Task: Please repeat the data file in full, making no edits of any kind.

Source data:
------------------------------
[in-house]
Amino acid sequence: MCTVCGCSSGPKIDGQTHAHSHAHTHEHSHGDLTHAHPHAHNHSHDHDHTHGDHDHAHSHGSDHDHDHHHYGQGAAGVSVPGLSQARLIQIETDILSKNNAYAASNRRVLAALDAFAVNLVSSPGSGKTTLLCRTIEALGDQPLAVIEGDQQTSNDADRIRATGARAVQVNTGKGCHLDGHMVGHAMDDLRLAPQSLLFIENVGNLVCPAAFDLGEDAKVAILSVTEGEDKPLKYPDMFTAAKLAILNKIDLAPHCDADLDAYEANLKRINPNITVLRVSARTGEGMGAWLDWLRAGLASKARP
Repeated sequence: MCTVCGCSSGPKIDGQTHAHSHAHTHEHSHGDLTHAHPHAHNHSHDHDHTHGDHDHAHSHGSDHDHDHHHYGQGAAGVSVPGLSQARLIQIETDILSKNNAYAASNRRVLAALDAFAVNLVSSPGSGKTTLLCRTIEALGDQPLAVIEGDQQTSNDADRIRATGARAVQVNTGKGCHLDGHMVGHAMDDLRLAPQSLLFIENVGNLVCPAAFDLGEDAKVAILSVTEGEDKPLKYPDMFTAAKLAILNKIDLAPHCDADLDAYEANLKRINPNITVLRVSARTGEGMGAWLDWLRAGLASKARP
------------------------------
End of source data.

[in-house]
Amino acid sequence: MCTVCGCSSGPKIDGQTHAHSHAHTHEHSHGDLTHAHPHAHNHSHDHDHTHGDHDHAHSHGSDHDHDHHHYGQGAAGVSVPGLSQARLIQIETDILSKNNAYAASNRRVLAALDAFAVNLVSSPGSGKTTLLCRTIEALGDQPLAVIEGDQQTSNDADRIRATGARAVQVNTGKGCHLDGHMVGHAMDDLRLAPQSLLFIENVGNLVCPAAFDLGEDAKVAILSVTEGEDKPLKYPDMFTAAKLAILNKIDLAPHCDADLDAYEANLKRINPNITVLRVSARTGEGMGAWLDWLRAGLASKARP
Repeated sequence: MCTVCGCSSGPKIDGQTHAHSHAHTHEHSHGDLTHAHPHAHNHSHDHDHTHGDHDHAHSHGSDHDHDHHHYGQGAAGVSVPGLSQARLIQIETDILSKNNAYAASNRRVLAALDAFAVNLVSSPGSGKTTLLCRTIEALGDQPLAVIEGDQQTSNDADRIRATGARAVQVNTGKGCHLDGHMVGHAMDDLRLAPQSLLFIENVGNLVCPAAFDLGEDAKVAILSVTEGEDKPLKYPDMFTAAKLAILNKIDLAPHCDADLDAYEANLKRINPNITVLRVSARTGEGMGAWLDWLRAGLASKARP